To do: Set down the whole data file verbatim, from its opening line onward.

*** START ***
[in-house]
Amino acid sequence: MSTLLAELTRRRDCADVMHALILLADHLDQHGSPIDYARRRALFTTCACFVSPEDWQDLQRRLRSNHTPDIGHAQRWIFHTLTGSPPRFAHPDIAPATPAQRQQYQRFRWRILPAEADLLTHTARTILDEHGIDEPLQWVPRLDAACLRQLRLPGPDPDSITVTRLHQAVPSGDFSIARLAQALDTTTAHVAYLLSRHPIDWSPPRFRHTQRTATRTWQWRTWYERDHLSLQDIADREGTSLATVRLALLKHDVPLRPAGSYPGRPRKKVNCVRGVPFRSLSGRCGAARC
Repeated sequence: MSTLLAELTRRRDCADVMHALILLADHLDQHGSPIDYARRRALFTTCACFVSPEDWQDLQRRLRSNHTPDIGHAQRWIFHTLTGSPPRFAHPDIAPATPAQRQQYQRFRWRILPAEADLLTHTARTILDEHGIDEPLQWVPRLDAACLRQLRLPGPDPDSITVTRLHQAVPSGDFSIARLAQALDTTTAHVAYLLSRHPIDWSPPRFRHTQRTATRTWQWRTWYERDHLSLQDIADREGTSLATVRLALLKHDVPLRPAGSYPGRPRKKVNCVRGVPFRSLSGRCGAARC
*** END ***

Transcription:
[in-house]
Amino acid sequence: MSTLLAELTRRRDCADVMHALILLADHLDQHGSPIDYARRRALFTTCACFVSPEDWQDLQRRLRSNHTPDIGHAQRWIFHTLTGSPPRFAHPDIAPATPAQRQQYQRFRWRILPAEADLLTHTARTILDEHGIDEPLQWVPRLDAACLRQLRLPGPDPDSITVTRLHQAVPSGDFSIARLAQALDTTTAHVAYLLSRHPIDWSPPRFRHTQRTATRTWQWRTWYERDHLSLQDIADREGTSLATVRLALLKHDVPLRPAGSYPGRPRKKVNCVRGVPFRSLSGRCGAARC
Repeated sequence: MSTLLAELTRRRDCADVMHALILLADHLDQHGSPIDYARRRALFTTCACFVSPEDWQDLQRRLRSNHTPDIGHAQRWIFHTLTGSPPRFAHPDIAPATPAQRQQYQRFRWRILPAEADLLTHTARTILDEHGIDEPLQWVPRLDAACLRQLRLPGPDPDSITVTRLHQAVPSGDFSIARLAQALDTTTAHVAYLLSRHPIDWSPPRFRHTQRTATRTWQWRTWYERDHLSLQDIADREGTSLATVRLALLKHDVPLRPAGSYPGRPRKKVNCVRGVPFRSLSGRCGAARC